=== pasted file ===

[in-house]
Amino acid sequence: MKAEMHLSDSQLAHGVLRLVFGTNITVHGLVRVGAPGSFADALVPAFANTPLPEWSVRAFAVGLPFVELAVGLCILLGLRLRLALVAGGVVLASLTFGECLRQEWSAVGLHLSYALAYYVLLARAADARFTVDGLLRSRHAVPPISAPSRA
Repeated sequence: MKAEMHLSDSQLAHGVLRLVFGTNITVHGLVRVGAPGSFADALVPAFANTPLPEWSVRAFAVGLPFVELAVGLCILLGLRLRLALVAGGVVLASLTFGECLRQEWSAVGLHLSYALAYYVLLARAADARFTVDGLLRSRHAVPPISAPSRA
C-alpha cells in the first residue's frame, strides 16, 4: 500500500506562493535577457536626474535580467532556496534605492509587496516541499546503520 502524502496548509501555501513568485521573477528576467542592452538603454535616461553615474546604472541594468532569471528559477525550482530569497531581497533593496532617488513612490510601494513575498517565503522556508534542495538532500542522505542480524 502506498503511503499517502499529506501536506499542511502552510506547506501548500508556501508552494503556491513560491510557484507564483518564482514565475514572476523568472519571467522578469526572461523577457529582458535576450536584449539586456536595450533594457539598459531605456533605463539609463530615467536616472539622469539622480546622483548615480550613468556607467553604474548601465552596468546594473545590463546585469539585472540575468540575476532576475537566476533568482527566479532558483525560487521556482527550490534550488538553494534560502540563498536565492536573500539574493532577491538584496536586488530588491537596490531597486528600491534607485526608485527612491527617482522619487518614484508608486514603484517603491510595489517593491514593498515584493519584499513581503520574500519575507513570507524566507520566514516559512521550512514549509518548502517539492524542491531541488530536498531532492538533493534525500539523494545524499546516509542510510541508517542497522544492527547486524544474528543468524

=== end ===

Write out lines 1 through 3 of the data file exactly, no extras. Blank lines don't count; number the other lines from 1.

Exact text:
[in-house]
Amino acid sequence: MKAEMHLSDSQLAHGVLRLVFGTNITVHGLVRVGAPGSFADALVPAFANTPLPEWSVRAFAVGLPFVELAVGLCILLGLRLRLALVAGGVVLASLTFGECLRQEWSAVGLHLSYALAYYVLLARAADARFTVDGLLRSRHAVPPISAPSRA
Repeated sequence: MKAEMHLSDSQLAHGVLRLVFGTNITVHGLVRVGAPGSFADALVPAFANTPLPEWSVRAFAVGLPFVELAVGLCILLGLRLRLALVAGGVVLASLTFGECLRQEWSAVGLHLSYALAYYVLLARAADARFTVDGLLRSRHAVPPISAPSRA